Whilst Clive had been reducing our enemies in Bengal and Oude, a more powerful antagonist than any whom we had yet encountered in India was every day growing more formidable in Mysore, and combining several of the petty chiefs of the different States of Madras as his allies against us. He was now far more considerable than when he had appeared against us as the ally of the French general, Lally, in the neighbourhood of Pondicherry. Hyder Ali was a self-made man. He was originally the grandson of a wandering fakir; then the captain of banditti; then at the head of an army composed of freebooters; continually growing in the number of his followers, and in the wealth procured by plunder, he at length became Commander-in-Chief of the Rajah of Mysore. Soon rising in his ambition, he seized the Rajah, his master, pensioned him off with three lacs of rupees, and declared himself the real Rajah. In 1761 he was become firmly established on the throne of Mysore, but this distinction did not satisfy him. He determined to be the founder of Mysore as a great kingdom, and extended his power to near the banks of the Kistnah. There he was met and repulsed by the Peishwa of the Mahrattas, who crossed the Kistnah, defeated him repeatedly, seized some of his newly-acquired territory, and levied on him thirty-two lacs of rupees. Hyder returned to Seringapatam, which he had made his capital, and had strongly fortified, and he thence conducted an expedition against Malabar, which he conquered, and put the chiefs to death to make his hold of it the more secure. It is unnecessary to go minutely into the history of the next few years. Hyder organised an army of 100,000 men, officered by Frenchmen, and sometimes in confederation with the Nizam of the Deccan, sometimes in conjunction with the Mahrattas of the Western Ghauts, waged perpetual war on the English. In 1769 Indian Stock fell sixty per cent. The resources of the Company were fast becoming exhausted, when Hyder Ali, by an artful feint, drew the English army, in the spring of 1769, a hundred and forty miles to the south of Madras. Then, by a rapid march, he suddenly appeared, with a body of five thousand horse, on the heights of St. Thomas, overlooking Madras. The whole of the city and vicinity, except the port of St. George itself, lay at his mercy. The terrified Council, in all haste, offered most advantageous terms of peace, which it was the very object of Hyder to accept, and that, too, before the English commander,[321] Colonel Smith, could arrive and intercept his retreat. Hyder gladly consented to the terms, which were those of mutual restitution, and of alliance and mutual defence: the last, a condition which, with Hyder's disposition to aggrandisement, was sure to bring the English into fresh trouble.Notwithstanding his careless manner, however, there was much sincerity in the nature of Lord Melbourne; and there is no doubt that he laboured with an honest purpose to make his Administration useful to the country, though not with so much activity and energy, or with such constant solicitude to secure success, as his predecessor had brought to the task. As it was now advancing towards the end of the Session, he confined his attention to two great measures of reform—the Irish Tithe question (of which we have already disposed) and the question of Municipal Reform. It is scarcely necessary to remark that abuses in corporations had been a matter of constant and general complaint for two centuries. But it was hopeless to expect a remedy so long as the Parliamentary representation was so inadequate and corrupt. The rotten and venal boroughs, of which the franchise was abolished or amended by the Reform Act, were the chief seats of abuse. The correction of the local evil would have been the destruction of the system by which the ruling party in the State sustained its political power. There were, therefore, the most powerful interests at work, restraining each from attempting the work of reform; but by the Parliamentary Reform Act these interests were abolished, and those local fountains of corruption could no longer pour their fetid contents into the legislature. Statesmen now felt at liberty to abate those nuisances. Yet the work was not as speedily accomplished as might have been expected. It is true that Lord Grey advised the king to issue a commission of inquiry in July, 1833, but it was not until the 5th of June, 1835, that any measure was brought forward upon the subject. Even then Lord Melbourne had to overcome the dislike of the king, who distrusted the measure, and thought that, if the corporations were to be reformed at all, they had best be reformed by granting them new charters. The commission consisted of twenty gentlemen, who were to proceed with the utmost despatch to inquire as to the existing state of the municipal corporations in England and Wales, and to collect information respecting the defects in their constitution, to make inquiry into their jurisdiction and powers as to the administration of justice, and in all other[388] respects; and also into the mode of electing and appointing the members and officers of such corporations, into the privileges of the freemen and other members thereof, and into the nature and management of the income, revenues, and funds of the said corporations. They divided the whole of England and Wales into districts, each of which was assigned to two commissioners. Their reports on individual corporations occupied five folio volumes. The whole was presented in a general report, signed by sixteen of the Commissioners.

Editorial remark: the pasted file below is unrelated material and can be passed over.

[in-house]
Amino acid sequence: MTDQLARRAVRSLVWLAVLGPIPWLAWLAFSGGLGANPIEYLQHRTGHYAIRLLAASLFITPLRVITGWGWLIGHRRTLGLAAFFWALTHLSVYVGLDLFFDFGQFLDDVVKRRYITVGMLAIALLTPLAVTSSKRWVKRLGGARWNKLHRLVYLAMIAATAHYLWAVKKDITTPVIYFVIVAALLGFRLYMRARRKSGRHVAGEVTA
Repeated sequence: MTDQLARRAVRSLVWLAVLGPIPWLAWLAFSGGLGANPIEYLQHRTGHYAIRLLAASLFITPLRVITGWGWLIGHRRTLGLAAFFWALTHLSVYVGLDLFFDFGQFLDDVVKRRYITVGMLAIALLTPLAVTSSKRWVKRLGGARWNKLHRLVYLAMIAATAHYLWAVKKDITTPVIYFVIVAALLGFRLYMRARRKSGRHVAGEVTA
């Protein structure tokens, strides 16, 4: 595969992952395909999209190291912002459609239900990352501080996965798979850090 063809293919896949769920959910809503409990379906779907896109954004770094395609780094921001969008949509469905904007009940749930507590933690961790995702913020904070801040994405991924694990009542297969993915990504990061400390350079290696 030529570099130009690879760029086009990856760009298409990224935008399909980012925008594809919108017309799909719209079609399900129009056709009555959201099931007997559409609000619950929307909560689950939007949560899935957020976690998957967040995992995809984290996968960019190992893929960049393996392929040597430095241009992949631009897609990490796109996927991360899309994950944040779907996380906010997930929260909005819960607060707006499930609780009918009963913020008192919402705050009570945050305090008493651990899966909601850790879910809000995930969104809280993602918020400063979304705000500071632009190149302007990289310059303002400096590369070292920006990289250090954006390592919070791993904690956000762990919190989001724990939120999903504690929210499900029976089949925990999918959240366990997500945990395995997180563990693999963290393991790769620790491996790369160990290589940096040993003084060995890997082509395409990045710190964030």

Mr. Fyshe Palmer was not tried till the 12th of September. He was then brought before the Circuit Court of Justiciary at Perth, and charged with writing and publishing an "Address to the People," which had been issued by the Society of the Friends of Liberty, at Dundee. Palmer was an Englishman of good family, in Bedfordshire. He had taken his degree at Cambridge, and obtained a fellowship at Queen's College; but he had afterwards joined the Unitarians, and had resided and preached some time at Montrose and Dundee, and had delivered lectures on Unitarianism in Edinburgh and Forfar. It appeared that Palmer was not the author of the Address, but had only been asked to correct the proof of it, and that he had, whilst so doing, struck out some of the strongest passages. One Mealmaker, a weaver, acknowledged himself the author of the Address; but Palmer was a Unitarian, and this, to the bigoted Presbyterianism of his judges, was rank poison. His advocate pleaded that he was not quite sane, but neither did this avail; the jury brought in an instant and unanimous verdict of guilty, and the judges condemned him to be transported for seven years. This was a still more outrageous sentence than that of Muir, for Palmer had corresponded with no French or Reforming societies whatever; he had simply corrected a proof!